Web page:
2 Answers

  1. This is a normal occurrence. When going to sleep, the level of brain activity decreases, the brain regions responsible for long-term memory also decrease their activity, for this reason, we do not remember nighttime awakenings, as well as dreams that were reproduced immediately after waking up and which are not available after a few minutes. You can answer more simply: after the moment of falling asleep, there is nothing further, there is nothing to remember – consciousness has turned off ( more precisely, another state of consciousness). Usually, falling asleep is preceded by various hypnagogic images that spontaneously arise in the person falling asleep (not everyone).�

    With a certain skill, it will be possible to pass this milestone (the moment of falling asleep) and remain conscious, that is, enter a lucid dream, as well as see hypnagogic images. You can also learn to remember dreams if, for example, you write them down and deliberately recall them immediately after waking up, at night or during the day, writing them down in a notebook. That is, all such events associated with sleep and dreams lie in the plane of memory and the level of awareness. And the answers to them can be quite variable.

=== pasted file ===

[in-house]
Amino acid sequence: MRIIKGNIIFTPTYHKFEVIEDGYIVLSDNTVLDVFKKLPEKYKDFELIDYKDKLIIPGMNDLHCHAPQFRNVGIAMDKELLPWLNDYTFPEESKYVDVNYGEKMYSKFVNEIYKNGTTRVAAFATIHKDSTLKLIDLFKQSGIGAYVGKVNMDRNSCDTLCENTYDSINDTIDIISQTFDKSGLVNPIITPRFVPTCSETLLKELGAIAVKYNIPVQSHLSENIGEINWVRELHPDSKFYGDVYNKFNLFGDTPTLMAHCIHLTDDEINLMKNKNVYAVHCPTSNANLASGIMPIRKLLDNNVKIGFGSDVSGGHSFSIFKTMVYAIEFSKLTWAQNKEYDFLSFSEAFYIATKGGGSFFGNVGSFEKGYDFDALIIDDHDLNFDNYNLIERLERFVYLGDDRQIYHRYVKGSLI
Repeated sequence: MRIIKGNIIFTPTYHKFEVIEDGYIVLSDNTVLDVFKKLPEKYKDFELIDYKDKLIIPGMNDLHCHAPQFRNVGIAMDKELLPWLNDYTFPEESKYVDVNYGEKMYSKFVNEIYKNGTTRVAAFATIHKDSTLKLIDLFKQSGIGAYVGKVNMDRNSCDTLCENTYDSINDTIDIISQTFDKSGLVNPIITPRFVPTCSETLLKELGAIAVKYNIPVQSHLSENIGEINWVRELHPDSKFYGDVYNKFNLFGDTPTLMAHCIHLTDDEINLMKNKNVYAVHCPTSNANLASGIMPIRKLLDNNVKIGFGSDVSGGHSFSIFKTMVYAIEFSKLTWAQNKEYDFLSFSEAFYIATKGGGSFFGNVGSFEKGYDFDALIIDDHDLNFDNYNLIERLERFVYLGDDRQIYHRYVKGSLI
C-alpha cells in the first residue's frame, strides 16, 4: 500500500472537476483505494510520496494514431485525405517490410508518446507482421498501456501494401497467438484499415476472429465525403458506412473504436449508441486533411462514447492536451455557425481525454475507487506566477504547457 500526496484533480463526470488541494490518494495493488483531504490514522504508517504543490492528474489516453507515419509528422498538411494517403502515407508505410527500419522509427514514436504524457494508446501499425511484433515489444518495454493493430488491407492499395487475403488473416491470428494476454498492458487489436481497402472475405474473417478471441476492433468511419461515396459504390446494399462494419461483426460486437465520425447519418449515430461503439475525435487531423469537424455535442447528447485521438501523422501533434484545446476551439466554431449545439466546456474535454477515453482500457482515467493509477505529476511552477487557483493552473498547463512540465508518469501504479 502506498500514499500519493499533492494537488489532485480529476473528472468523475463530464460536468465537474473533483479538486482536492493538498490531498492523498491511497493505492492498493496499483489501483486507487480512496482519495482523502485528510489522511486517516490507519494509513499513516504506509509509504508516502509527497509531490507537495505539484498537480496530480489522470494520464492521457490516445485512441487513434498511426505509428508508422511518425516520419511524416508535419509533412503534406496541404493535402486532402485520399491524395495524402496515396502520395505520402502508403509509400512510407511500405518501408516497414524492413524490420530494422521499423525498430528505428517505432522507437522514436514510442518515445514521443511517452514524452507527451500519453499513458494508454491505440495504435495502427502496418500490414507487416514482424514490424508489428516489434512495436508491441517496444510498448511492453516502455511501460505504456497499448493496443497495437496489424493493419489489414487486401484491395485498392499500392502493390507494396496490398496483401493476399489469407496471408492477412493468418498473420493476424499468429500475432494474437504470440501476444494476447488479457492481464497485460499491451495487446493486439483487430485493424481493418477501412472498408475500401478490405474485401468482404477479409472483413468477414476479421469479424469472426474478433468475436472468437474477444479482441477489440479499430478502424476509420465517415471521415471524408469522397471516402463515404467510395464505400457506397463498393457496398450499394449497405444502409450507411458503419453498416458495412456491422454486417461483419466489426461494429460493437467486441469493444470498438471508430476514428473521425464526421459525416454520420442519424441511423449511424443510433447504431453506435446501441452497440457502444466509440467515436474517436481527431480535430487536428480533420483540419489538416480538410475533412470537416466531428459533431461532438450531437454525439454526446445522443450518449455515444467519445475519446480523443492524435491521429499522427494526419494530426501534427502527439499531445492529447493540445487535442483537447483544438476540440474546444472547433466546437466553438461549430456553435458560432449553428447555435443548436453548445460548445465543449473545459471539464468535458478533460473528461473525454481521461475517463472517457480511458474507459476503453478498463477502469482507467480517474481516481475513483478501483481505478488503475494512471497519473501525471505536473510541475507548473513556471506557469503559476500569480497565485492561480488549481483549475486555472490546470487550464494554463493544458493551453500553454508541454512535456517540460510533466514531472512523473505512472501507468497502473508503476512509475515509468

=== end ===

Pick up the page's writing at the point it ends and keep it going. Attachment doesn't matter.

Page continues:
2. Speak for yourself. I perfectly remember the moment when I fall asleep, and I know how to pull myself out of it if I don't like the beginning of sleep. At the same time, I can wake up against my will, push the paddle and then calmly, consciously and quickly fall asleep at the same point of the plot, the termination of which made me so angry. In my case, at the moment of falling asleep, I stumble and fall.

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